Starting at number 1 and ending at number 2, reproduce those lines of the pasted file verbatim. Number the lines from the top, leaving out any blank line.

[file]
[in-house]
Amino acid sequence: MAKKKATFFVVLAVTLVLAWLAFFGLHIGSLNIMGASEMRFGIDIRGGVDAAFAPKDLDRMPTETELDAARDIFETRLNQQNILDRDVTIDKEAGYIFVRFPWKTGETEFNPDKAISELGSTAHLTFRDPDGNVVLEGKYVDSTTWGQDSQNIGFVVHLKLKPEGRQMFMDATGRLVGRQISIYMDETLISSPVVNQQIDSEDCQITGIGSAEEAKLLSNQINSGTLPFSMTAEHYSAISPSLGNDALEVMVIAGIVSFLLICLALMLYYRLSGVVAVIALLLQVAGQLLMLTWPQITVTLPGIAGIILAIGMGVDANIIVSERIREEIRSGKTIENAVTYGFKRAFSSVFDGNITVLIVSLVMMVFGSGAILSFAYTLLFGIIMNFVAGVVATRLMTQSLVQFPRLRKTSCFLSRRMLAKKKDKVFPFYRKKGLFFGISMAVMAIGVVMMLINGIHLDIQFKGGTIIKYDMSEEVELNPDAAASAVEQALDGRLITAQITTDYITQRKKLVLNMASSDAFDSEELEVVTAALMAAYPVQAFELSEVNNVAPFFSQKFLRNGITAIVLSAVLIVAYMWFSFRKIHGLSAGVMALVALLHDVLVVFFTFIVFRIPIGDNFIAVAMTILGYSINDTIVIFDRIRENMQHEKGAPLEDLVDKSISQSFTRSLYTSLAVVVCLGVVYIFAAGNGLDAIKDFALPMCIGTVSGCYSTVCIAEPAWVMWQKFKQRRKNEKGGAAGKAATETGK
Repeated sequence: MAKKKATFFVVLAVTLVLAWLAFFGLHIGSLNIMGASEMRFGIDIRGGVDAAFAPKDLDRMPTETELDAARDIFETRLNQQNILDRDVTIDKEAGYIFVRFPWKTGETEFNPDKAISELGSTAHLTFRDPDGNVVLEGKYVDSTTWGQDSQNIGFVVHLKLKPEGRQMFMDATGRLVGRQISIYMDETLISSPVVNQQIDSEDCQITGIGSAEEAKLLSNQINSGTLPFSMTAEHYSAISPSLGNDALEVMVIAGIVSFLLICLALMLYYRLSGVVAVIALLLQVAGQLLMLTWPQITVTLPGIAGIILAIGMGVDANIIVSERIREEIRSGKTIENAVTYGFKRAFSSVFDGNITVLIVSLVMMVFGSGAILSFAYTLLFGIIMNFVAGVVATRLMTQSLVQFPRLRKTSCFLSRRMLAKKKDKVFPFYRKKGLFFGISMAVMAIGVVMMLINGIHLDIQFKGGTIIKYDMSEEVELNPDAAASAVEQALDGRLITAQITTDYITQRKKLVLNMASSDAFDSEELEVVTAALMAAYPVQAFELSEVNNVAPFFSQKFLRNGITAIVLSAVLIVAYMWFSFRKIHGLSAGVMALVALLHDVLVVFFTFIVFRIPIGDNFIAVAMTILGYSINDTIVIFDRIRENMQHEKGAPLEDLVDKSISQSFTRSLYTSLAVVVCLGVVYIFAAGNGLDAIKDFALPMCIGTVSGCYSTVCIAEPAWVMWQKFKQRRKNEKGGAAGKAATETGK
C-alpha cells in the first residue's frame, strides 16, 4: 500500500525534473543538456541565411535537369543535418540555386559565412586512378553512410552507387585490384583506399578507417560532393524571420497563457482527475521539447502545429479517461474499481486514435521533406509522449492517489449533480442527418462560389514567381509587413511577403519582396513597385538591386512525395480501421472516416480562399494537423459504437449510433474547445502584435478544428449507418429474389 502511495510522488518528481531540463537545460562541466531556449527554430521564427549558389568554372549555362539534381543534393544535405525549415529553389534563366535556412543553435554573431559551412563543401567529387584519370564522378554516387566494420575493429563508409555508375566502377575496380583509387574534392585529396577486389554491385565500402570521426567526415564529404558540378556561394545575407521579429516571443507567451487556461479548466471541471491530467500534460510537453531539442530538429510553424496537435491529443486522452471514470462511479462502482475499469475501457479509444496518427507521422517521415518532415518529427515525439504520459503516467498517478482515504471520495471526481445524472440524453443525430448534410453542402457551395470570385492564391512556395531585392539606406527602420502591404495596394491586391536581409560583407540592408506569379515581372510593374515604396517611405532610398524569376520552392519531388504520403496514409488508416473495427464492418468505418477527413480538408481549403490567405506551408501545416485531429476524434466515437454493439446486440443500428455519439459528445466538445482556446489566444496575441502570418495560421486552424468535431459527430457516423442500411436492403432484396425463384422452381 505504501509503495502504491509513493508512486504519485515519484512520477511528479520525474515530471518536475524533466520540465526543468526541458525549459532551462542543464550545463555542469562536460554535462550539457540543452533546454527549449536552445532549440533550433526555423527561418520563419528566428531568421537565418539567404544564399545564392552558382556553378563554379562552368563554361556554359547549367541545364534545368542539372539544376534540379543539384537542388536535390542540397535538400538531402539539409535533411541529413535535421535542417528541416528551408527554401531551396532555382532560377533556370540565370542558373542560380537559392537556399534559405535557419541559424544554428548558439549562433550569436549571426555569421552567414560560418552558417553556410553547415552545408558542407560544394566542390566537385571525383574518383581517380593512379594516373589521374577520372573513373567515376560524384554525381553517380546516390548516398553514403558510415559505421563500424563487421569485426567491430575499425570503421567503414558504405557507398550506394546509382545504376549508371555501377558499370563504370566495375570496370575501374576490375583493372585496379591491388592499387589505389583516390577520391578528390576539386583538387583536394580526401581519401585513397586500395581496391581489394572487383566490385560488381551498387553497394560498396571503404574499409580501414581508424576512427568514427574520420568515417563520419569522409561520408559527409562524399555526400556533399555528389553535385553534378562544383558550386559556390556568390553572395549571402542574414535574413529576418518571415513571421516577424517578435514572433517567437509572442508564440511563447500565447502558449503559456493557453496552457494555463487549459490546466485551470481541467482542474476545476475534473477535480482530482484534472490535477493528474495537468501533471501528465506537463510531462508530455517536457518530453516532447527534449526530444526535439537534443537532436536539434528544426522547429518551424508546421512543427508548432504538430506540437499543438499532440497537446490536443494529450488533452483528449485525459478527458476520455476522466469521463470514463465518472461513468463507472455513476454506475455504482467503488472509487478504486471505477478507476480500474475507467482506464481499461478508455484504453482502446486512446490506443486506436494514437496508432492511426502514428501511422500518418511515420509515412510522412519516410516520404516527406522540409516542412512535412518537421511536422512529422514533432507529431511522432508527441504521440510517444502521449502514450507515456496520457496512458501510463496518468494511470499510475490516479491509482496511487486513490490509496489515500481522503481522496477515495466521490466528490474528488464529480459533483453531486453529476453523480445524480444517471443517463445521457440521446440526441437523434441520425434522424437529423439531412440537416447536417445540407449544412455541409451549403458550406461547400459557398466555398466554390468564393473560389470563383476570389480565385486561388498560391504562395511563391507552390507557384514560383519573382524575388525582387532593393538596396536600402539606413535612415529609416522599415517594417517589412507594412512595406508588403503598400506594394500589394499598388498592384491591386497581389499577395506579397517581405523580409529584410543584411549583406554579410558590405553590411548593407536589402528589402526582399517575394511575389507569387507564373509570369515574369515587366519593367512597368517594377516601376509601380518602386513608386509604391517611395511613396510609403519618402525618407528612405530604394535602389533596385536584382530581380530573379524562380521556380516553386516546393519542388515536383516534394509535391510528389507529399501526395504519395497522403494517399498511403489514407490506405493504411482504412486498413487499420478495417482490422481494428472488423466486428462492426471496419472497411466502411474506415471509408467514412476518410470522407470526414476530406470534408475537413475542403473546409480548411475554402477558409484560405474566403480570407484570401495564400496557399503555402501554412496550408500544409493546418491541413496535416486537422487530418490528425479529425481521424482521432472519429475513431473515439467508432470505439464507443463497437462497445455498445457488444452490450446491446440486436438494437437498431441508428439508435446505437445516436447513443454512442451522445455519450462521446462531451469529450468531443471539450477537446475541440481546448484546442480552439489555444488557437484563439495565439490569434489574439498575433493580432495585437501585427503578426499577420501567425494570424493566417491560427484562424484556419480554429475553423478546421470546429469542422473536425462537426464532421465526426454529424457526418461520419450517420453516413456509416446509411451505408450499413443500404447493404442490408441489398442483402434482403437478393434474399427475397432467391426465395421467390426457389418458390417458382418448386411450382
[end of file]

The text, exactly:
[in-house]
Amino acid sequence: MAKKKATFFVVLAVTLVLAWLAFFGLHIGSLNIMGASEMRFGIDIRGGVDAAFAPKDLDRMPTETELDAARDIFETRLNQQNILDRDVTIDKEAGYIFVRFPWKTGETEFNPDKAISELGSTAHLTFRDPDGNVVLEGKYVDSTTWGQDSQNIGFVVHLKLKPEGRQMFMDATGRLVGRQISIYMDETLISSPVVNQQIDSEDCQITGIGSAEEAKLLSNQINSGTLPFSMTAEHYSAISPSLGNDALEVMVIAGIVSFLLICLALMLYYRLSGVVAVIALLLQVAGQLLMLTWPQITVTLPGIAGIILAIGMGVDANIIVSERIREEIRSGKTIENAVTYGFKRAFSSVFDGNITVLIVSLVMMVFGSGAILSFAYTLLFGIIMNFVAGVVATRLMTQSLVQFPRLRKTSCFLSRRMLAKKKDKVFPFYRKKGLFFGISMAVMAIGVVMMLINGIHLDIQFKGGTIIKYDMSEEVELNPDAAASAVEQALDGRLITAQITTDYITQRKKLVLNMASSDAFDSEELEVVTAALMAAYPVQAFELSEVNNVAPFFSQKFLRNGITAIVLSAVLIVAYMWFSFRKIHGLSAGVMALVALLHDVLVVFFTFIVFRIPIGDNFIAVAMTILGYSINDTIVIFDRIRENMQHEKGAPLEDLVDKSISQSFTRSLYTSLAVVVCLGVVYIFAAGNGLDAIKDFALPMCIGTVSGCYSTVCIAEPAWVMWQKFKQRRKNEKGGAAGKAATETGK